Letter of Intent
The Behavioral Health Division (Division) is accepting Letters of Intent to apply for funding to provide local and regional community mental health and/or substance abuse services in one or more counties in Wyoming during the 2023-2024 Biennium.
The Letter of Intent should indicate the categories of service the agency is interested in providing and the county or counties to be served. Categories of service are: Mental Health Outpatient Services; Substance Abuse Outpatient Services; Mental Health Regional Services; and Substance Abuse Regional Services. Agencies awarded contracts to provide outpatient services must provide all required services and must also participate in the planning and implementation of regional services. Please contact Dani Sullivan, Treatment Unit Manager at email@example.com, for a list of required and optional services.
Agencies interested in applying for funding must be capable of providing a comprehensive range of services regardless of the client’s ability to pay for services, to include 24-hour emergency services and specialized services to adults with Serious Mental Illness and children with Serious Emotional Disturbance. National accreditation and certification by the Division are required to receive state funding for mental health and substance abuse services.
Division rules require Letters of Intent to be signed by the Chair of the Governing Board and by the Director of the agency. Rules governing this process can be found on the Secretary of States website at rules.wyo.gov.
Letters of Intent must be received at the address below no later than the close of business on January 7, 2022. Submission of a Letter of Intent does not guarantee funding. Funding is pending, and will be dependent upon an appropriation by the Wyoming State Legislature.
Behavioral Health Division
Attn: Dani Sullivan, Treatment Unit Manager
122 West 25th Street, Herschler Bldg. 2W, Suite B
Cheyenne, WY 82002
Statement of Reasons
The Wyoming Department of Health (“Department”) created a new program comprising of six chapters pursuant to 2012 Wyoming Session Laws 93-94 (ch. 26, § 48b, n.7) and Wyoming Statutes 7-13-1605, -1613; 9‑2‑102, -106, -2701; and 35-1-620(b).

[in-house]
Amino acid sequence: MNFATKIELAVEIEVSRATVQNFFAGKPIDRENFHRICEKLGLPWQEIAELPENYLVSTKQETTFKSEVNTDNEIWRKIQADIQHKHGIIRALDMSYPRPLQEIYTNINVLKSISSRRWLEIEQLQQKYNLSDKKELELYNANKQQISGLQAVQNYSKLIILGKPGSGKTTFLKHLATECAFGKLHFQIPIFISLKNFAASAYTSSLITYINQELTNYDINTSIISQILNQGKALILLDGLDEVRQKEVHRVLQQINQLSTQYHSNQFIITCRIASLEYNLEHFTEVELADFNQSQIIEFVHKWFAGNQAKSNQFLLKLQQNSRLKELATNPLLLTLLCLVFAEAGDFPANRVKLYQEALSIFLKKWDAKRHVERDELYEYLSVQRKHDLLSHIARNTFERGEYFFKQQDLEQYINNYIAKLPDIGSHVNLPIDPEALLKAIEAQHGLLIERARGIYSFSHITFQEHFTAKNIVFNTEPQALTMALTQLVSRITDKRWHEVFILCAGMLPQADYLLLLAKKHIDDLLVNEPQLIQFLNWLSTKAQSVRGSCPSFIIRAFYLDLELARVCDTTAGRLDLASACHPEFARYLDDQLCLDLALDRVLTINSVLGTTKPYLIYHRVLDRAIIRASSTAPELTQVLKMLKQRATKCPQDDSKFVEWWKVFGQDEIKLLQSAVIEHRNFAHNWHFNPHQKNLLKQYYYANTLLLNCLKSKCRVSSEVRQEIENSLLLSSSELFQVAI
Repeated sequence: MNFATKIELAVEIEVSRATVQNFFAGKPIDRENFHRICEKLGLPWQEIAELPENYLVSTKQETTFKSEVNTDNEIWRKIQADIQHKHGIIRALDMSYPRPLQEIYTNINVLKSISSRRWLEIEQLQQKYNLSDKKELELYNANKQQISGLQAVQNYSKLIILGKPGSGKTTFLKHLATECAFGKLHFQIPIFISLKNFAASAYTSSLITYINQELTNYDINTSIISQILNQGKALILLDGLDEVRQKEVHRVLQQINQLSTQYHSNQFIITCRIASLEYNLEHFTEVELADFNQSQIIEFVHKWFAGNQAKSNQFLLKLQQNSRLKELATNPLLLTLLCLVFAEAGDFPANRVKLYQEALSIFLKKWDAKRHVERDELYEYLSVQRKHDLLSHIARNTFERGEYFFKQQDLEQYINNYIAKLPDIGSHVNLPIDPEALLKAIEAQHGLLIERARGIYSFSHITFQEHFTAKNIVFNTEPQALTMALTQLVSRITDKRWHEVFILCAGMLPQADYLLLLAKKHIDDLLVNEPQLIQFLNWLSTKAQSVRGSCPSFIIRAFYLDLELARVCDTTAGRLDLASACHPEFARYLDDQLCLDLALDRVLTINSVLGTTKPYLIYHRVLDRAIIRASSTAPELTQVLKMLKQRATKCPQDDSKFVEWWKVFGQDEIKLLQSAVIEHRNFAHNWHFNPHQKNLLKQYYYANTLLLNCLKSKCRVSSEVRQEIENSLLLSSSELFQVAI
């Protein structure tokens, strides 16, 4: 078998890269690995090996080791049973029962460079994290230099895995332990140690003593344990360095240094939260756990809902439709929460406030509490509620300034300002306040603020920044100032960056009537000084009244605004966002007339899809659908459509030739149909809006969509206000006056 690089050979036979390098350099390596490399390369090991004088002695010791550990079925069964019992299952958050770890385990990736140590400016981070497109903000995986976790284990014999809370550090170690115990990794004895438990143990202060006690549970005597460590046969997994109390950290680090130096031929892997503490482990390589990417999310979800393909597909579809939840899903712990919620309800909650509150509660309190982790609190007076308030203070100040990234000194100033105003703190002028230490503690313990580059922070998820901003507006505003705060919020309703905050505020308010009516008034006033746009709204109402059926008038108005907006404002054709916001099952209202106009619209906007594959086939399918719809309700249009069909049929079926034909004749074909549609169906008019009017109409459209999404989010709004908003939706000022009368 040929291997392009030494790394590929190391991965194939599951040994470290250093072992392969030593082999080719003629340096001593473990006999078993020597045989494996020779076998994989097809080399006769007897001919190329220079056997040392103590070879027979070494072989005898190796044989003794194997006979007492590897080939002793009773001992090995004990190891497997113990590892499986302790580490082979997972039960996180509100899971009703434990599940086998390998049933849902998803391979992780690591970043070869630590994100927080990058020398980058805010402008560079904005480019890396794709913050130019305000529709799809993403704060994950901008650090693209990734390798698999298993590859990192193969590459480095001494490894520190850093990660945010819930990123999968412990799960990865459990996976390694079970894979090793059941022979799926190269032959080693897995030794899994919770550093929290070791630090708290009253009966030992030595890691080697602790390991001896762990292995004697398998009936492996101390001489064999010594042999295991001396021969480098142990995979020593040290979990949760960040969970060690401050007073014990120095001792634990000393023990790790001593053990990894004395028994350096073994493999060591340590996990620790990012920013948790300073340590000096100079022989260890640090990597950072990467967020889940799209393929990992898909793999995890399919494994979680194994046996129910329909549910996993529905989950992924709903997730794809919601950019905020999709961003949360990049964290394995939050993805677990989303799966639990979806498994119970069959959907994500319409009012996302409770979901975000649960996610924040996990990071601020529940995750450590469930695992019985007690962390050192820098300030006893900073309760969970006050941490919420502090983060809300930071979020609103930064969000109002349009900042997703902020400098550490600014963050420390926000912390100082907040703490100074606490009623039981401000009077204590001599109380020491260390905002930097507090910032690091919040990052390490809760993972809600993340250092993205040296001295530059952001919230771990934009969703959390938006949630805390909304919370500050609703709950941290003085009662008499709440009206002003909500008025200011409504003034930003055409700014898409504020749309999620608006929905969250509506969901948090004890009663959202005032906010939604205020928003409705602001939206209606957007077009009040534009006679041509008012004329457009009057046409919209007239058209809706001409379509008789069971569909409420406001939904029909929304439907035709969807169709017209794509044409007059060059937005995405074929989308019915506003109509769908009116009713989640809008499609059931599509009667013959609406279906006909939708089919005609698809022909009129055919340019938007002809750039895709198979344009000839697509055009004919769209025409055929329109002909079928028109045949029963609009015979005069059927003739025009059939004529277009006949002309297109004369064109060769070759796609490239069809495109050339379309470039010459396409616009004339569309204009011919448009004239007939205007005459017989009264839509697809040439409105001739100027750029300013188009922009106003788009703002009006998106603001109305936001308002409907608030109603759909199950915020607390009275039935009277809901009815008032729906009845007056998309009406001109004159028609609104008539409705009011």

The Department had determined that outdated rules addressing mental health and substance use disorder services needed to be updated to reflect new legislation and other changes. Previous rules include thirty chapters spread across three different programs, noted as follows:
1. Rules, Wyoming Department of Health, Behavioral Health – Personnel & Program Quality, chapters 1 to 12, which have been effective since 1992;
2. Rules, Wyoming Department of Health, Community Program – Mental Health & Substance Abuse Program, chapters 1 to 10, which have been effective since 1993; and
3. Rules, Wyoming Department of Health, Substance Abuse, chapters 1 to 8, which have been effective since 2009.
Because the Department sought to make extensive changes to format, organization, and substance to these rules addressing mental health and substance abuse disorder services, the Department decided to create a new program comprising of six chapters, effectively replacing previous rules.
Here, the Department has specifically created Rules, Wyoming Department of Health, Mental Health and Substance Use Disorder Services, chapters 1-6. This creation of a new program comprising of six chapters is concurrent with the repeal of: (1) Rules, Wyoming Department of Health, Behavioral Health – Personnel & Program Quality, chapters 1-12 (1992); (2) Rules, Wyoming Department of Health, Community Program – Mental Health & Substance Abuse Program, chapters 1-10 (1993); and (3) Rules, Wyoming Department of Health, Substance Abuse, chapters 1-8 (2009). These three other acts of rulemaking are addressed by separate rules packets available online at https://rules.wyo